BeppoSAX follow-up observations of the region of the Gamma-ray burst GRB 970228The gamma ray burst, GRB 970228, was discovered simultaneously in the data from the Gamma Ray Burst Monitor and Wide Field Cameras onboard by the team of italian/dutch scientists at 05:00 am on Friday 28th february who continually monitor the satellite data at the Scientific Operations Center in Nuova Telespazio, Rome.
On the basis of experience gained
in January (when a similar gamma-ray burst was observed in the
constellation of Serpens by BeppoSAX, and studied in detail 16 hours
later, in comparison with the previous record for a X-ray observation
of about 18 days) the italian scientists responsible for the gamma-ray
burst detector onboard the satellite (E. Costa, CNR, and F. Frontera,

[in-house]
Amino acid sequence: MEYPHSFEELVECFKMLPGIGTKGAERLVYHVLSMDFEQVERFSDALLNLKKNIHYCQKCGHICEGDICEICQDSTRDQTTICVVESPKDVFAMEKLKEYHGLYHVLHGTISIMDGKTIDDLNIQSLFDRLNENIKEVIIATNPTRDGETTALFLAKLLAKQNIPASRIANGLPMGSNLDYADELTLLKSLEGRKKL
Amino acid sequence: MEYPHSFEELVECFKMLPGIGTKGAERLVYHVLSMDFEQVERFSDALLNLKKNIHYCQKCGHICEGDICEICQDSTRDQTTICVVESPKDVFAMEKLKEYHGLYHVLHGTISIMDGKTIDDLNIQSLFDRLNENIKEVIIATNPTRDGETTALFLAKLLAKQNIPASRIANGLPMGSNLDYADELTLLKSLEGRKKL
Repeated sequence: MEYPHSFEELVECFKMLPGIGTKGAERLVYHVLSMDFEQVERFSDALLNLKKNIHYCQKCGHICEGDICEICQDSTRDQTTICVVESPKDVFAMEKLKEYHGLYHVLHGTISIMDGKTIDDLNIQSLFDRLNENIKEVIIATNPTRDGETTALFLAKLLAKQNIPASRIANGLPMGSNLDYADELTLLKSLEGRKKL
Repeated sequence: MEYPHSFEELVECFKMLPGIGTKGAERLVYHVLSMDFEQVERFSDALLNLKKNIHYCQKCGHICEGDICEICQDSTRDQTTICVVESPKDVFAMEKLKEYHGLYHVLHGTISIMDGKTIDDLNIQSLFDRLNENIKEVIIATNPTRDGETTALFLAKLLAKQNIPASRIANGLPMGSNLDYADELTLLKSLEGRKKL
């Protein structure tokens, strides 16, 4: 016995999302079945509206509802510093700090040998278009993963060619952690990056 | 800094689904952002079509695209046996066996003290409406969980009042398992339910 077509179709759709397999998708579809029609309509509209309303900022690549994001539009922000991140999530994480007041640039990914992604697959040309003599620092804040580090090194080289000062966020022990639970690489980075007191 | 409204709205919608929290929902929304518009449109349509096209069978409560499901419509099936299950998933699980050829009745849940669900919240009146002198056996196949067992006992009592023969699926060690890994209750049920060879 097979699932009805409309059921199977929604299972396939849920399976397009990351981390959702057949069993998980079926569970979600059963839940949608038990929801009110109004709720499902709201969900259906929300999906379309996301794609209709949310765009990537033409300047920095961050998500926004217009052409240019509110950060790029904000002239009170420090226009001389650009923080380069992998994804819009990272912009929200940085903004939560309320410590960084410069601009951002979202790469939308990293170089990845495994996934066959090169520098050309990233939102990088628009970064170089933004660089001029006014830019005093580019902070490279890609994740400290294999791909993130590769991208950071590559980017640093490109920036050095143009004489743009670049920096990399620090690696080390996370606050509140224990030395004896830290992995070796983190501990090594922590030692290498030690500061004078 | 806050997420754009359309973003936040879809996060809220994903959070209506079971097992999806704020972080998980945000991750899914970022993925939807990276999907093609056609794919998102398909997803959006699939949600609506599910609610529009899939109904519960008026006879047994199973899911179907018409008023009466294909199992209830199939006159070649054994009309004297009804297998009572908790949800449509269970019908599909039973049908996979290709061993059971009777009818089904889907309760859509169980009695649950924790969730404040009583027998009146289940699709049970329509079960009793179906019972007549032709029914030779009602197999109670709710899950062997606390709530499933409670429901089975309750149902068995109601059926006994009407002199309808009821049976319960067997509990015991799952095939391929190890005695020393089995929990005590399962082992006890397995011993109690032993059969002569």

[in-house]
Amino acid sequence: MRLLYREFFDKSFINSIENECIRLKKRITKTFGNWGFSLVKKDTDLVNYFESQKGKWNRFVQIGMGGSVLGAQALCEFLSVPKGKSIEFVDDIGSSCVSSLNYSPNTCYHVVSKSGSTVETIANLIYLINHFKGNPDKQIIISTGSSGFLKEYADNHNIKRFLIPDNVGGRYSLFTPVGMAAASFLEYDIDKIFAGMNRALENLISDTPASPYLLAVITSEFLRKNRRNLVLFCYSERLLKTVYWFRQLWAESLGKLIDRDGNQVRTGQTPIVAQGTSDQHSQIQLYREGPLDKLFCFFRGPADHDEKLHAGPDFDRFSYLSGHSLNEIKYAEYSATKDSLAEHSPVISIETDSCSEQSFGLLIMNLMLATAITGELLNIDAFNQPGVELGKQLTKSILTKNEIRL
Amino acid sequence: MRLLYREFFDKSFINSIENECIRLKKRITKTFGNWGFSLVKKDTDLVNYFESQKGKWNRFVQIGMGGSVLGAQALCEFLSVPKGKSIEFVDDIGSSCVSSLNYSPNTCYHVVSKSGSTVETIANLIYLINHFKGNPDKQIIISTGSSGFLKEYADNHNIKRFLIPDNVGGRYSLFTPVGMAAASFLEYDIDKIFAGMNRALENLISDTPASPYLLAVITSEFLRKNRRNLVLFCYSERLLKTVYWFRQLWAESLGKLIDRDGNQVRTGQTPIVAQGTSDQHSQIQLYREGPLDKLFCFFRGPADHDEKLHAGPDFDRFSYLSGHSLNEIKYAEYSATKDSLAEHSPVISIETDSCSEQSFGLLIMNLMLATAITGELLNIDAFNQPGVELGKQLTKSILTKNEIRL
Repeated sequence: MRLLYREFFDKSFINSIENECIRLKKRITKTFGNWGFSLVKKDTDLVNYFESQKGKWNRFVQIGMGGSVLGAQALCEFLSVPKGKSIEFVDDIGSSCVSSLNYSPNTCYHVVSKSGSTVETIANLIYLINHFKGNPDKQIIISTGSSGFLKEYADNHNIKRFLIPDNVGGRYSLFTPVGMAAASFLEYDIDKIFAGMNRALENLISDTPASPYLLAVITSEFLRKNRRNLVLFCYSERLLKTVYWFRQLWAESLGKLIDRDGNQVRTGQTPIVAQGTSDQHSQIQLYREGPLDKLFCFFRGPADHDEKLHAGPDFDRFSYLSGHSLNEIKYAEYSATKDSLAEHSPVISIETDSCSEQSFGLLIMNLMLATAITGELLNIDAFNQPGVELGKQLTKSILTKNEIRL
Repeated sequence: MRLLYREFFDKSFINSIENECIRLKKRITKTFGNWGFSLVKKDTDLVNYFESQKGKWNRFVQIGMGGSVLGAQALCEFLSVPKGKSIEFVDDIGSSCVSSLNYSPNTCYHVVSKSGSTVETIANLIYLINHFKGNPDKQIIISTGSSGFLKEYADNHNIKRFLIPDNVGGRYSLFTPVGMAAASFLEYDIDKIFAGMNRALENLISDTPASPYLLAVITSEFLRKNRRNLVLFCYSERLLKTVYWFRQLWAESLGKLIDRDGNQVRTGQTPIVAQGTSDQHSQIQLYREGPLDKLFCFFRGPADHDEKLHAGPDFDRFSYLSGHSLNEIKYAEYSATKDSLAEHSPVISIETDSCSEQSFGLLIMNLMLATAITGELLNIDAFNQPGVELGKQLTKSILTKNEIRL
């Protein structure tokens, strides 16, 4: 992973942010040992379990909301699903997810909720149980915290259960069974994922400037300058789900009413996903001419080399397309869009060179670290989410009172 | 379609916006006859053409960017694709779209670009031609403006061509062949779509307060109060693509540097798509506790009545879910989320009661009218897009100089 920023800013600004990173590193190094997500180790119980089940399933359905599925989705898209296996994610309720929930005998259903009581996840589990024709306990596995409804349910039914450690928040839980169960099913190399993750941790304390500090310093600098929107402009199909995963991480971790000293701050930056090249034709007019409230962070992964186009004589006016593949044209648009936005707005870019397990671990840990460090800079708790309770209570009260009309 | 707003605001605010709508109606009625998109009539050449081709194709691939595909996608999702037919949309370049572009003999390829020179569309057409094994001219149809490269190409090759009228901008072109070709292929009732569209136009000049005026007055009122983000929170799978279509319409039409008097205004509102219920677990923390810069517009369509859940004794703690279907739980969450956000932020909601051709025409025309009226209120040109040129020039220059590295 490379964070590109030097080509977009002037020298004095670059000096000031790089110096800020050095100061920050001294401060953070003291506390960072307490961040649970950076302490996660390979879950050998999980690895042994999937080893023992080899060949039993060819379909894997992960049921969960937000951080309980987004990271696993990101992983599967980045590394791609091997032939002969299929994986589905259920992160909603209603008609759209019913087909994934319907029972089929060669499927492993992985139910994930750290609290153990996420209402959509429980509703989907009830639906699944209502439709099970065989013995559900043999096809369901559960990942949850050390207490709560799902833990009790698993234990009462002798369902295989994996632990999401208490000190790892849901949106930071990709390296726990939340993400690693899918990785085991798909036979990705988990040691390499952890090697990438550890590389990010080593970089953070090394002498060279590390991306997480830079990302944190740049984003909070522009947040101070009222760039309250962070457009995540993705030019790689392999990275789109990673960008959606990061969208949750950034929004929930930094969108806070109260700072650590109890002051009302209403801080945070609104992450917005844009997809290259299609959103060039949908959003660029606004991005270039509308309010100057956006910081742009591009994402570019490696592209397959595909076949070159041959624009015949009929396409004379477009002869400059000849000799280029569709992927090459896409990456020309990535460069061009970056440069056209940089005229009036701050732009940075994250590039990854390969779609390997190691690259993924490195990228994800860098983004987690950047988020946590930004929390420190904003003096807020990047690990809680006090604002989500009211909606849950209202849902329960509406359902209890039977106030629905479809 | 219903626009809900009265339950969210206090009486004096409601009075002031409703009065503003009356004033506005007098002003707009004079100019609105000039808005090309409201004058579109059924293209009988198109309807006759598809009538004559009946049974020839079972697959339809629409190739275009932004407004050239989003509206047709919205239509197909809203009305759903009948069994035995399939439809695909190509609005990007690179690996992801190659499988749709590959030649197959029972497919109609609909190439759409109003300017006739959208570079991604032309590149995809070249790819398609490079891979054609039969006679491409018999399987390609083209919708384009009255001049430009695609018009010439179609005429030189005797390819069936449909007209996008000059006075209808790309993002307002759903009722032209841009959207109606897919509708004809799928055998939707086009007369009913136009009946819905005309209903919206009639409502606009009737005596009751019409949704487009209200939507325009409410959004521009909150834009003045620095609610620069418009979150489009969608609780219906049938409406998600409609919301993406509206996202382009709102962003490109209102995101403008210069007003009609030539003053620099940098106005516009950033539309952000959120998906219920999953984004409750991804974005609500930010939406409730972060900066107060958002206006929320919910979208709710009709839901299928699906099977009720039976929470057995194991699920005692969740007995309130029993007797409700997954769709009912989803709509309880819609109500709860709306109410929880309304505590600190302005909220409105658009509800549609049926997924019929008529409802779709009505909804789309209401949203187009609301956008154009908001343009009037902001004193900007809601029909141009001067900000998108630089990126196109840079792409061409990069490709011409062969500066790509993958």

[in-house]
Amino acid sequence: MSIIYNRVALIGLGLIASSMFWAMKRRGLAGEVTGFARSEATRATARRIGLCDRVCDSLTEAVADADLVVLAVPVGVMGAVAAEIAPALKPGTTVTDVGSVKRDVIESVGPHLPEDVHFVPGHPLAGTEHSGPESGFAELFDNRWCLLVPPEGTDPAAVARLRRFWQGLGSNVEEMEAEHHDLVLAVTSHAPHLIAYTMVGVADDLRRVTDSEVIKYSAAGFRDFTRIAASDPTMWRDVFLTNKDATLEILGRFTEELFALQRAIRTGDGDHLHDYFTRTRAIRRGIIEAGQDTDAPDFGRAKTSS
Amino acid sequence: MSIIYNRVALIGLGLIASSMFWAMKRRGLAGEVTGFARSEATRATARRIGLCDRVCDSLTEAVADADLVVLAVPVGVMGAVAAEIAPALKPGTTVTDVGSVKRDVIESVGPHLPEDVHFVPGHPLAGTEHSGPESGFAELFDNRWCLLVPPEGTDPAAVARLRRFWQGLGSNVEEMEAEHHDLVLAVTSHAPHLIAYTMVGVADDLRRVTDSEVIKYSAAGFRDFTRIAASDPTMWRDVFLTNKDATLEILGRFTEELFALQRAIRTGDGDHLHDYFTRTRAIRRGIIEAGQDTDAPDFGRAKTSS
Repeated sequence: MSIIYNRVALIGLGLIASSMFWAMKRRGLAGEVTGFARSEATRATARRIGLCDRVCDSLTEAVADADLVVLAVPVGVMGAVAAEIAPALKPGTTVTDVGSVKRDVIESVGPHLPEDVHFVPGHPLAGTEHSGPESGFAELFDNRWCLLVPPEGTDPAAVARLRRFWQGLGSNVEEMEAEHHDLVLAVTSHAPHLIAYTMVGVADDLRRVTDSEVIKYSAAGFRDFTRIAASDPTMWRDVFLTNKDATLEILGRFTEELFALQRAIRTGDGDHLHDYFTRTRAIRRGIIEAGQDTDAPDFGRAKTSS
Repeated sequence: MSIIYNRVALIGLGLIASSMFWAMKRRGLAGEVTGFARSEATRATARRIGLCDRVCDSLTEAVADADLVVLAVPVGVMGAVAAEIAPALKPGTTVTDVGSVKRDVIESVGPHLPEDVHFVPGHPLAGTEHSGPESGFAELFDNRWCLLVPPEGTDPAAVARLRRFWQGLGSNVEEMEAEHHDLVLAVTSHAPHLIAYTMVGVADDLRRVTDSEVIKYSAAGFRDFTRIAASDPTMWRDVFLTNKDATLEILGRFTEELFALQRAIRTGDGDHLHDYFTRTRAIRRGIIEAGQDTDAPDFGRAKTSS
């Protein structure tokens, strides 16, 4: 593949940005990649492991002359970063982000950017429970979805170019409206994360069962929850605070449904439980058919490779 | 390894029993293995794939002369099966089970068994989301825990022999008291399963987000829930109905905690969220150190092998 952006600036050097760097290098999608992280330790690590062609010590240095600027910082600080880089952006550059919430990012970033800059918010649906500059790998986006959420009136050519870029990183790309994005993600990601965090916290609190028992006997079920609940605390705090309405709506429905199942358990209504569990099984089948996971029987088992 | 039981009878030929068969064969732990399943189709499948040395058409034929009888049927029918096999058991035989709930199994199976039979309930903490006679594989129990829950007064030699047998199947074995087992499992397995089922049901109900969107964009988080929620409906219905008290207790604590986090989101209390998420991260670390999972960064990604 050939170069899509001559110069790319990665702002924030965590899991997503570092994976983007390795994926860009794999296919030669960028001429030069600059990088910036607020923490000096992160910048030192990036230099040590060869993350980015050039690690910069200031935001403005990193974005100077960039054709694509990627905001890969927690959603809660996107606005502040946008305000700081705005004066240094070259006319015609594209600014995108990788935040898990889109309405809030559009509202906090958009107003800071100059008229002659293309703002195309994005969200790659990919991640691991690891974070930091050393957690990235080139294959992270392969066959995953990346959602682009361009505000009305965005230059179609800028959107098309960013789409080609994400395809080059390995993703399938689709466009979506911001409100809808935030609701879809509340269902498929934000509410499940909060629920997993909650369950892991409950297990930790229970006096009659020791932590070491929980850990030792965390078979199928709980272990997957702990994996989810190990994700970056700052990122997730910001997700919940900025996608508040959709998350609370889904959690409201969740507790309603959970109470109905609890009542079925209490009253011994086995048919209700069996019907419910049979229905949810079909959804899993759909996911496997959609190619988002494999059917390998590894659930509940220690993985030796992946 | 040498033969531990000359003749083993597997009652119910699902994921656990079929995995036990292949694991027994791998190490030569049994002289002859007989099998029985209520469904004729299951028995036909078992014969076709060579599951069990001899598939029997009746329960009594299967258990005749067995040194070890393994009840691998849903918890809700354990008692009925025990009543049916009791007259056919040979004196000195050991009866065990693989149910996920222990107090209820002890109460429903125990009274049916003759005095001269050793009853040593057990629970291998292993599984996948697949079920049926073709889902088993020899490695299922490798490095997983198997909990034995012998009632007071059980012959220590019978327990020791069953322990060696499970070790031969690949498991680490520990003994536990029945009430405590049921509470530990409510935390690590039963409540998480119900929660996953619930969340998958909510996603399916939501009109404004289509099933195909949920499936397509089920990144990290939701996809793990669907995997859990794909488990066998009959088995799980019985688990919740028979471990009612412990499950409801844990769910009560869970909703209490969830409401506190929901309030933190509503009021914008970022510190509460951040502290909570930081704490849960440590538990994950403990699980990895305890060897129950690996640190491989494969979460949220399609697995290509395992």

University of Ferrara), in conjunction with the Mission Scientist
(L. Piro, CNR) and the Mission Director (R. C. Butler, ASI), were able
to reschedule the satellite observations and point the BeppoSAX narrow
field X-ray telescopes in only 8 hours at the gamma-ray burst
source. In consequence a X-ray source never before seen was discovered
and localized with an accuracy of one hundreth of a degree. The source
is actually in the constellation of Orion.
SAX J0501.7+1146, has been detected by the MECS and LECS at the same position (R.A. = 5h01m44s, Decl. = +11o46'.7, equinox 2000.0; estimated error radius 50"). This position lies at the edge of the reported BeppoSAX WFC error box. The source flux is (2.8 +/- 0.4) x 10-12 erg cm-2 s-1 in the MECS (2-10 keV) and (4.0 +/- 0.6) x 10-12 erg cm-2 s-1 in the LECS (0.5-10 keV). The field was observed again on Mar. 3.734, and a source was detected at a position consistent with the previous one, but at a flux level lower by a factor of 20.
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